So You Think You Have a Best Practices Workers’ Compensation Program?

Midwest Employers Casualty Company David Parker, Practice Leader Phil Giljum, Regional Account Manager June 1, 2012

Learning Objectives
• What is “Best Practices” and who defines it? • Why is it important to always strive for Best Practices when you will probably never get all the way there • Key components, too many to count • Is your program at Best Practices level?

Best Practices
Officially, Best Practices is:
• A method or technique that has consistently shown results superior to those achieved with other means • Used as a Benchmark

• Something that evolves to become better as improvements are discovered
• A standard or set of standards as defined by many sources, often a person or organization having had positive success using them (ISO, OSHA, MECC, accreditation agencies, etc)

Best Practices
Unofficially, Best Practices is:
• Always evolving and the list keeps growing • Realizing that not everything fits well for every organization • Something that someone says it is • Something that works • Probably impossible to achieve fully

Is all of the above and then some…

If it is nearly impossible to ever get all the way to Best Practices level completely, why bother?
• Self Insurance. It‟s your money! • Required for certain accreditations • Sets the tone for company culture of caring for its employees • Enhances marketing advantages

• Improves employee recruitment and retention

Key Components of Best Practices Programs
• Can be different depending on your respective industry
• Will be different depending on your company culture

• Too many components to count or review today
• In order to be completely effective it requires visible and real commitment at all levels, from top management down

Key Components of Best Practices Programs
• Program Coordination • Employee Health and Wellness • Safety and Loss Prevention • Claims Administration (includes Medical Management) • Medical Management • Return to Work Programs • Data Management, Benchmarking, Goal Setting

Program Coordination
• Who has oversight for the Workers‟ Compensation program internally?
• Are they well respected, highly motivated, knowledgeable about WC issues and laws, possess excellent communication skills, empowered to influence culture and company decisions? • Who are their supporting players within your organization? (HR, finance, safety team/committee, management, supervisors, peer employees)

Program Coordination
• Are all the players trained and retrained regularly on workers‟ compensation issues and laws, along with your company policies and who does the training?
• Who are your insurance partners: insurance agents, claims administration company, excess insurance carrier, attorneys, managed care, other vendors • How often do you meet with them and why?

• Do you utilize them for education, training, keeping you up to date on current issues and changing laws?

Program Coordination
• Do your insurance partners make resources available to you? • Do they follow Best Practices standards and how do you know? • What is your process of monitoring their work on your behalf?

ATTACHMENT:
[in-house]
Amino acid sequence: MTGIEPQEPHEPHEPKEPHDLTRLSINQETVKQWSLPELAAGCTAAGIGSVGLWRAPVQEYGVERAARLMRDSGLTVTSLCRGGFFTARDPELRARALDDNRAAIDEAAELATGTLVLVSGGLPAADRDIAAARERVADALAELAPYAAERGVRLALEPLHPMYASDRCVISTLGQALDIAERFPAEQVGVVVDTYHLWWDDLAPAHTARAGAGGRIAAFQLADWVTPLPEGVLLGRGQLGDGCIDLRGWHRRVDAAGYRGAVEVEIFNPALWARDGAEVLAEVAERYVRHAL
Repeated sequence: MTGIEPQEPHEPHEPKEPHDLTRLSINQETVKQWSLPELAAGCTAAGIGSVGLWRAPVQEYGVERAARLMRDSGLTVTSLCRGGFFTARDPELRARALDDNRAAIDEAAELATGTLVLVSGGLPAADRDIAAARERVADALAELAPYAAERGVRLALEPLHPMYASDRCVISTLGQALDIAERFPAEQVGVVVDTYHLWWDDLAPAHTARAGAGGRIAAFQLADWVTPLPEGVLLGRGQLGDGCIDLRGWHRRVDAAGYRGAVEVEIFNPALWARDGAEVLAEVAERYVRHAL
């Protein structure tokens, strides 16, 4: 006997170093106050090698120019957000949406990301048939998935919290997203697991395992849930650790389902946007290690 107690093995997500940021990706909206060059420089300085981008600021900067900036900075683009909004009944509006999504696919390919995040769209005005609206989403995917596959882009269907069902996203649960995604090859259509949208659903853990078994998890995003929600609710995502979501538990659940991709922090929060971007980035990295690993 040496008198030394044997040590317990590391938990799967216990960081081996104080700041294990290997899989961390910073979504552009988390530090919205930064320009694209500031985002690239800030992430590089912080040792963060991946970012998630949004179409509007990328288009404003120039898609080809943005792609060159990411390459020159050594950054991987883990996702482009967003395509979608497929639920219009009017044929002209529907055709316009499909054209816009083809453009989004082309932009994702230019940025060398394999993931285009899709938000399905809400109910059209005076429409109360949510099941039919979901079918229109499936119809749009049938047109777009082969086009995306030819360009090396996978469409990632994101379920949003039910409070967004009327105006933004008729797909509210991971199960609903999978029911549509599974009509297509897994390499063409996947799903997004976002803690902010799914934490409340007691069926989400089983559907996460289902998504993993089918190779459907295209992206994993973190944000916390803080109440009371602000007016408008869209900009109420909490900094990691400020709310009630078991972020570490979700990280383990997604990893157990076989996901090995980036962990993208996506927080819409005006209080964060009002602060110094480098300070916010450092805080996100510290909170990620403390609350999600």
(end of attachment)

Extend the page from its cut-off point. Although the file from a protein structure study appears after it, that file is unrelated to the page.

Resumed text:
Program Coordination
Management Commitment:
• Visible presence sets tone: reinforces that employee safety is a top priority for the organization • Attend safety team/committee meetings • Discuss workers‟ compensation results and success stories at company meetings

Program Coordination
Management Commitment:
• Author and issue the official workers‟ compensation policy statement • Get well cards, encourage employee suggestions, lead by example

• Did I mention? Be visible, very visible!

Program Coordination
Funding:
• Where do the funds come from to cover the workers‟ compensation claim and program costs? • Partial or fully funded and what do you include in the calculations? Annual actuarial analyses?

• Include Indirect Costs when evaluating the Total Cost of Risk of your workers‟ compensation program

Program Coordination
Funding:
• Consideration of Profit or Operating Margins • How do you make your business case to finance and top management as it relates to funding? • Cost Allocation

Employee Health and Wellness
• Keeping in mind the basic obligation to ensure workers‟ physical abilities are equal to the duties they are expected to perform, you may wish to:
‒ Hire quality individuals to start ‒ Continue with Health Risk Assessments, but make sure to include family members and then link success to achievement of outcomes like weight reduction, blood pressure, smoking cessation, etc. ‒ Include mental and marital promotion in programs ‒ Consider having PT or industrial clinic physician on site a few days a week

Employee Health and Wellness
• Acknowledge the Aging Workforce and address issues of productivity, workplace injuries and institutional knowledge • Institute a “Movement in the Workplace” program as employees on average will sit 9.3 hours each day.
People who sit 6 or more hours each day are 40% more likely to die within 15 years than a person who sits 3 hours per day. (Stanford Center on Longevity)

• Use stairways instead of elevators • Consider treadmill workstations, encourage standing when reading documents, or attending meetings

Employee Health and Wellness
• Create workplace and personal policies to discourage unhealthy behaviors such as smoking and alcohol use, fast food, medication compliance, staying indoors for most recreation • Exercise classes on site and funding of gym memberships

• Provide employees with newsletters and booklets involving medical self care tips